New government requirements are standardizing independent schools who rely on financial aid for their students.
By Bryanna Hampton
MANHATTAN – Private higher education institutions will face new government regulations, which critics say are intrusive and threaten the independence of private and religious colleges.
The U.S. Department of Education will enforce new rules from the Higher Education Opportunity Act of 2008, which define a credit hour for all schools and require institutions to publicize tuition costs and the lump sum of all fees. The rules take effect July 1 for higher education institutions nationwide.
Accredited private institutions have been eligible for federal funding, but some administrations fear the new regulations imposed by the federal government will change the institution’s original intent.
“We have a different mission from state schools,” said R. Alton Lacey, president of Missouri Baptist University (MBU) in St. Louis, Mo. “Our funding comes from tuition and donors as opposed to the state, we have a distinctive Christian mission, and we are governed by an independent Board of Trustees.”
While MBU operation funding is not supplied by the state of Missouri, the school’s accreditation in its different degree programs has paved the way for enrolled and prospective students to receive federal financial aid since 1997.
But in 2010, Mo. Gov. Jeremiah “Jay” Nixon cut $50 million from the Access Missouri tuition assistance program. The program is the state’s primary needs-based fund for college students and applies to students wishing to attend any accredited higher education institution in the state.
Nixon’s proposed cuts would eliminate financial aid for students attending independent institutions, making it less affordable to attend. Despite rising enrollment at MBU, Lacey saw the potential for continued federal budget cuts impeding the students.
“The maximum amounts available to students under the Missouri Access program will decrease about 30 percent for public university
students and about 50 percent for those attending an independent university,” said Lacey.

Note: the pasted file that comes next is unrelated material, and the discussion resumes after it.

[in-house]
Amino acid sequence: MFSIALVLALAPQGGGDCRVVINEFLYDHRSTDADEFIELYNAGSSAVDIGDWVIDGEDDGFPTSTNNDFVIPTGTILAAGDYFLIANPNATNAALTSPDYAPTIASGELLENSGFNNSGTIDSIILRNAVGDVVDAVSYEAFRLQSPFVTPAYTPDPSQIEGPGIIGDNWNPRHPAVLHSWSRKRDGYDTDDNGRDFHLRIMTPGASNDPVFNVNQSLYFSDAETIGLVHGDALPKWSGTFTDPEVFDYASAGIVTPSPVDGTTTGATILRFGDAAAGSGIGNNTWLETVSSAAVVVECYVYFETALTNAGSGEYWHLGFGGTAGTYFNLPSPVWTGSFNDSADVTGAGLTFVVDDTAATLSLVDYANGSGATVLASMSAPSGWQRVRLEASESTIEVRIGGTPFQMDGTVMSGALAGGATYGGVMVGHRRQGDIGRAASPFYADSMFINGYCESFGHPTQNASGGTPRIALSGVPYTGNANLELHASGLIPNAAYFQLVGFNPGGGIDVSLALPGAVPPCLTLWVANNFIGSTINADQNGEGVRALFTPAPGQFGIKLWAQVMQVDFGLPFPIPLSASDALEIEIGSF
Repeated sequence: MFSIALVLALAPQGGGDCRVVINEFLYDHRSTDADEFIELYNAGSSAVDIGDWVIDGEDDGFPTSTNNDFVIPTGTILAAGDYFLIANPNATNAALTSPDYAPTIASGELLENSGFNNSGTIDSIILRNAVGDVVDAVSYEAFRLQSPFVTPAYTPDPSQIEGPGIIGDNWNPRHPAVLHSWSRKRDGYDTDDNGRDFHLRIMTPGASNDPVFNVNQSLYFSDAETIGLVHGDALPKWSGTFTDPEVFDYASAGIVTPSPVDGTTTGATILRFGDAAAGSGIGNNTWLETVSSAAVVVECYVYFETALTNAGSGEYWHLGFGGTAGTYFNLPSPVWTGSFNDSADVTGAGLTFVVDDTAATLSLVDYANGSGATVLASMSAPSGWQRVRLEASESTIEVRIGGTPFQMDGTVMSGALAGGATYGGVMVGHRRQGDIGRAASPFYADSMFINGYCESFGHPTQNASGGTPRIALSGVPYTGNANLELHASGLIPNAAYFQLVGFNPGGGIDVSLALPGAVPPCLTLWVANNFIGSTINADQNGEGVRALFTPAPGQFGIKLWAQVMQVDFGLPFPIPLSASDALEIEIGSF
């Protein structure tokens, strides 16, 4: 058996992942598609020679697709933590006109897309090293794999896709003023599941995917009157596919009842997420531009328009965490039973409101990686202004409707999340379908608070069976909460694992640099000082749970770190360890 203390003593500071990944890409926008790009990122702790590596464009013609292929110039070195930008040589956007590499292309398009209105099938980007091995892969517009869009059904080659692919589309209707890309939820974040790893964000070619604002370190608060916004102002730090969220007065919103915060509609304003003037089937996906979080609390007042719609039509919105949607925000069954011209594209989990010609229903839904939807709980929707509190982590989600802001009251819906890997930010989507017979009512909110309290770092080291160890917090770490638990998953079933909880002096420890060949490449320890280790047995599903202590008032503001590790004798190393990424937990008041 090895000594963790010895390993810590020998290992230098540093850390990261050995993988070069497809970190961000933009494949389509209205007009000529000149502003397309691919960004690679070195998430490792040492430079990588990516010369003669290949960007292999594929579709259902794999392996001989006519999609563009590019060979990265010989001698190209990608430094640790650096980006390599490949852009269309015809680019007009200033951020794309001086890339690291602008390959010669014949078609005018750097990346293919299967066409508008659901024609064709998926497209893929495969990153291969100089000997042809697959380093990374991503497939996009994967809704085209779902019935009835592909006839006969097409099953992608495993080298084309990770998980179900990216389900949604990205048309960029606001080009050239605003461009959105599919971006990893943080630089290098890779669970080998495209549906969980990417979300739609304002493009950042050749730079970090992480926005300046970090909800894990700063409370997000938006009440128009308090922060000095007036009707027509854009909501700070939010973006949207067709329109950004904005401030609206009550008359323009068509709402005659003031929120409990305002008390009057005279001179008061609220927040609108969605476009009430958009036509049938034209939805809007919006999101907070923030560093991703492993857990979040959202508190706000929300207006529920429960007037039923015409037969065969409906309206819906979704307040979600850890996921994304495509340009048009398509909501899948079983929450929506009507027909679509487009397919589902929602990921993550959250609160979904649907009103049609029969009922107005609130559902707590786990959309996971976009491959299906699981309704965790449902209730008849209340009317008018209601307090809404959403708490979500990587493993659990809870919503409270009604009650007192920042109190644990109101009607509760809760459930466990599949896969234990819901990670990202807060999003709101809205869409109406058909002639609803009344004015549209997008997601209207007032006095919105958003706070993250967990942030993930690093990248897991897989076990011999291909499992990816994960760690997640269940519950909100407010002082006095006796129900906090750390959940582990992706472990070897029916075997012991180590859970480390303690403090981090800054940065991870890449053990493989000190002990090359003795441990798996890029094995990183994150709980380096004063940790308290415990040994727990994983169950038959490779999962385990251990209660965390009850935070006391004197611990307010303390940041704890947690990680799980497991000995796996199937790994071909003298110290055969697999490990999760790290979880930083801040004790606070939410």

On average private colleges and universities tuition costs rose 24 percent on average between the 1998-99 fiscal year and 2008-09,
based on a study from the Department of Education. State institutions’ tuition cost leapt 32 percent during the same amount of time, but remained 40 percent cheaper: a difference of tuition $12,283 per year at a public school and $31,233 at a private institution.
With costs continuing to rise, current and prospective students are finding it more difficult to afford the price of higher education. Lacey says he sees the government’s attempt to regulate each state’s available financial aid as making it even harder and limiting options for low-income families.
Administration at MBU organized a letter-writing rally in March, 2010. Students, parents, faculty and staff called and wrote letters to the state government to pronounce concerns.
More than a year later, the effects of the once welcomed federal regulations are still being dealt with.
“Cuts hurt low-income students by reducing the amount of aid available to them to attend a college or university of their choice, be it public or private,” said Lacey in a recent statement. “In Missouri the emphasis has been on growing community colleges which has had the effect of keeping our first-time freshmen enrollment relatively flat. Going forward, the loss of Missouri Access grant funds may cause a decline in first-time students.”
MBU isn’t the only independent university struggling with the effects of federalization. Covenant College in Lookout Mountain, Ga., is required to meet the same standards of public and private schools in the Southern region of the U.S.
Accredited by the Southern Association of Colleges and Schools Commission on Colleges, Covenant College has felt the strain in the accrediting process and annual reports to the federal government.
“The amount of reporting an institution has to do now has increased quite a bit,” said Jim Drexler, education department chair at Covenant. “There’s a higher level of federalization in that you have to report more and there’s more compliance. It does require more man hours to keep up with it all.
In it all, Drexler sees a positive. “But the whole accrediting process can be a healthy one, too,” he added. “It holds our feet to the fire…and we get it done.”
For more information, visit:
– National Association of Independent Colleges and Universities (NAICU)
– Council for Higher Education Accreditation (CHEA)
Reporter Bryanna Hampton may be reached at firstname.lastname@example.org.
Lindsay Burkholder contributed to this report.